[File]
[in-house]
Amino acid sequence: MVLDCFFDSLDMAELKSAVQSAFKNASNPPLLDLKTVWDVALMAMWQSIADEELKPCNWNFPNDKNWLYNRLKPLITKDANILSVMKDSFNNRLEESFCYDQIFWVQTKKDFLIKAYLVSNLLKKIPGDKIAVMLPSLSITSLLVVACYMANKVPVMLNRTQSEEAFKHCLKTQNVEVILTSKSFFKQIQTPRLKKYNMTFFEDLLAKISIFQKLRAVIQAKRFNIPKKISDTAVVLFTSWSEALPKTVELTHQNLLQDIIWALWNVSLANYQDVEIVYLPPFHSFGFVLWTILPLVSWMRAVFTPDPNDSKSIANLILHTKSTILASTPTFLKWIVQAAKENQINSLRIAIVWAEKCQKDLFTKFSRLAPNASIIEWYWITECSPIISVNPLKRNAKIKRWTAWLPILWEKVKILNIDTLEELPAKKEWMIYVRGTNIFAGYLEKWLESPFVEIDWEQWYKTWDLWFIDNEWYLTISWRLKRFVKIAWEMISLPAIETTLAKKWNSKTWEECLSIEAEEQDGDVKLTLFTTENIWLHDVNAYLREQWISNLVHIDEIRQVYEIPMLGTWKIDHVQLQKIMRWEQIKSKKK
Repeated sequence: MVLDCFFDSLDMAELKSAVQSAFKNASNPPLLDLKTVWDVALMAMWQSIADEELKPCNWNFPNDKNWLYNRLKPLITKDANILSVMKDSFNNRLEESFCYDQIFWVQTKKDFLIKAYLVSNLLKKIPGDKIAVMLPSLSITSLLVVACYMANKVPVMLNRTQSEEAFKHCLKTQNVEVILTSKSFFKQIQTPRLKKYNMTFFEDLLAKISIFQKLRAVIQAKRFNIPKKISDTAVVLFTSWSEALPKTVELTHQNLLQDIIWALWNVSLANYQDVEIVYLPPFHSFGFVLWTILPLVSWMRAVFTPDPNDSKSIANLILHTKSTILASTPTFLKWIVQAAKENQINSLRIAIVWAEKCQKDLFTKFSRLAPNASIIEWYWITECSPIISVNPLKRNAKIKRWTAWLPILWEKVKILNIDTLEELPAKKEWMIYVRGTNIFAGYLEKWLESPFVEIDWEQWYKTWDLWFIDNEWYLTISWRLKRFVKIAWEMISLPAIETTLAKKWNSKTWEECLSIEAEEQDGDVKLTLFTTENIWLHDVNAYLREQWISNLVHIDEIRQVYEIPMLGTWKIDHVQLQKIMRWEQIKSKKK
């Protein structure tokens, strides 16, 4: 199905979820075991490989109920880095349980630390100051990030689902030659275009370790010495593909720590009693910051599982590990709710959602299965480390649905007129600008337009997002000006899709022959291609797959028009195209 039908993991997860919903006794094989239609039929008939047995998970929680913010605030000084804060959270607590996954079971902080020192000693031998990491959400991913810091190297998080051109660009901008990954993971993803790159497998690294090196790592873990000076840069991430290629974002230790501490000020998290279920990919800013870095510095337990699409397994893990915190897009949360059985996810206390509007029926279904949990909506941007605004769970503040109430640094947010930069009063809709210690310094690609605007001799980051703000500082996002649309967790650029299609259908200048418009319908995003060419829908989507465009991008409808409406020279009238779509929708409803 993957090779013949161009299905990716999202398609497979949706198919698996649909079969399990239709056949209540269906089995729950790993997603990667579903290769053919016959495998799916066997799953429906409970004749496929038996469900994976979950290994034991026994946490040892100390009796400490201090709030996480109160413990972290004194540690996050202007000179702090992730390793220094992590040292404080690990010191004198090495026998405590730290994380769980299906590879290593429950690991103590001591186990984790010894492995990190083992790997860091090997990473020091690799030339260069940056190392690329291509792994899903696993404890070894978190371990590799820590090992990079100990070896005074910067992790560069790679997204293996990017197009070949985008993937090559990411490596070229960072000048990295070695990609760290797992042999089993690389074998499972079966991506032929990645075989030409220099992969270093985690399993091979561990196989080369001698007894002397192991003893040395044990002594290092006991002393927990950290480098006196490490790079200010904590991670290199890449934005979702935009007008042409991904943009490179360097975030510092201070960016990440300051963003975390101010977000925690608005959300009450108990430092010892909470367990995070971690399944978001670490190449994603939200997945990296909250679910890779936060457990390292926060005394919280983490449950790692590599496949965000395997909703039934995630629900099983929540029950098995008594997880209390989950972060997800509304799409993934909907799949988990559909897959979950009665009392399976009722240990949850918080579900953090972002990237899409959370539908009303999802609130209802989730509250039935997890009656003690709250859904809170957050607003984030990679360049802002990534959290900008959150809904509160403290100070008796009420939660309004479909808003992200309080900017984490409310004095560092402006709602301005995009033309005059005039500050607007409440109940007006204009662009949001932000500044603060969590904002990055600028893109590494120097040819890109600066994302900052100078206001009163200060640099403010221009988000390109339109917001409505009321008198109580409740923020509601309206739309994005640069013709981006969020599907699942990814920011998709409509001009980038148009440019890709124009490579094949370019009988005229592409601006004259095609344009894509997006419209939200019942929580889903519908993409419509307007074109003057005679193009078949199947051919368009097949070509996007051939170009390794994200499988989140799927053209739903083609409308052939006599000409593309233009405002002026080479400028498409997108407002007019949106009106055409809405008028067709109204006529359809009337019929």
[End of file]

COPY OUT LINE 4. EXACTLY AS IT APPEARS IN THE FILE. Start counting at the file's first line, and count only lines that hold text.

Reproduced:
């Protein structure tokens, strides 16, 4: 199905979820075991490989109920880095349980630390100051990030689902030659275009370790010495593909720590009693910051599982590990709710959602299965480390649905007129600008337009997002000006899709022959291609797959028009195209 039908993991997860919903006794094989239609039929008939047995998970929680913010605030000084804060959270607590996954079971902080020192000693031998990491959400991913810091190297998080051109660009901008990954993971993803790159497998690294090196790592873990000076840069991430290629974002230790501490000020998290279920990919800013870095510095337990699409397994893990915190897009949360059985996810206390509007029926279904949990909506941007605004769970503040109430640094947010930069009063809709210690310094690609605007001799980051703000500082996002649309967790650029299609259908200048418009319908995003060419829908989507465009991008409808409406020279009238779509929708409803 993957090779013949161009299905990716999202398609497979949706198919698996649909079969399990239709056949209540269906089995729950790993997603990667579903290769053919016959495998799916066997799953429906409970004749496929038996469900994976979950290994034991026994946490040892100390009796400490201090709030996480109160413990972290004194540690996050202007000179702090992730390793220094992590040292404080690990010191004198090495026998405590730290994380769980299906590879290593429950690991103590001591186990984790010894492995990190083992790997860091090997990473020091690799030339260069940056190392690329291509792994899903696993404890070894978190371990590799820590090992990079100990070896005074910067992790560069790679997204293996990017197009070949985008993937090559990411490596070229960072000048990295070695990609760290797992042999089993690389074998499972079966991506032929990645075989030409220099992969270093985690399993091979561990196989080369001698007894002397192991003893040395044990002594290092006991002393927990950290480098006196490490790079200010904590991670290199890449934005979702935009007008042409991904943009490179360097975030510092201070960016990440300051963003975390101010977000925690608005959300009450108990430092010892909470367990995070971690399944978001670490190449994603939200997945990296909250679910890779936060457990390292926060005394919280983490449950790692590599496949965000395997909703039934995630629900099983929540029950098995008594997880209390989950972060997800509304799409993934909907799949988990559909897959979950009665009392399976009722240990949850918080579900953090972002990237899409959370539908009303999802609130209802989730509250039935997890009656003690709250859904809170957050607003984030990679360049802002990534959290900008959150809904509160403290100070008796009420939660309004479909808003992200309080900017984490409310004095560092402006709602301005995009033309005059005039500050607007409440109940007006204009662009949001932000500044603060969590904002990055600028893109590494120097040819890109600066994302900052100078206001009163200060640099403010221009988000390109339109917001409505009321008198109580409740923020509601309206739309994005640069013709981006969020599907699942990814920011998709409509001009980038148009440019890709124009490579094949370019009988005229592409601006004259095609344009894509997006419209939200019942929580889903519908993409419509307007074109003057005679193009078949199947051919368009097949070509996007051939170009390794994200499988989140799927053209739903083609409308052939006599000409593309233009405002002026080479400028498409997108407002007019949106009106055409809405008028067709109204006529359809009337019929």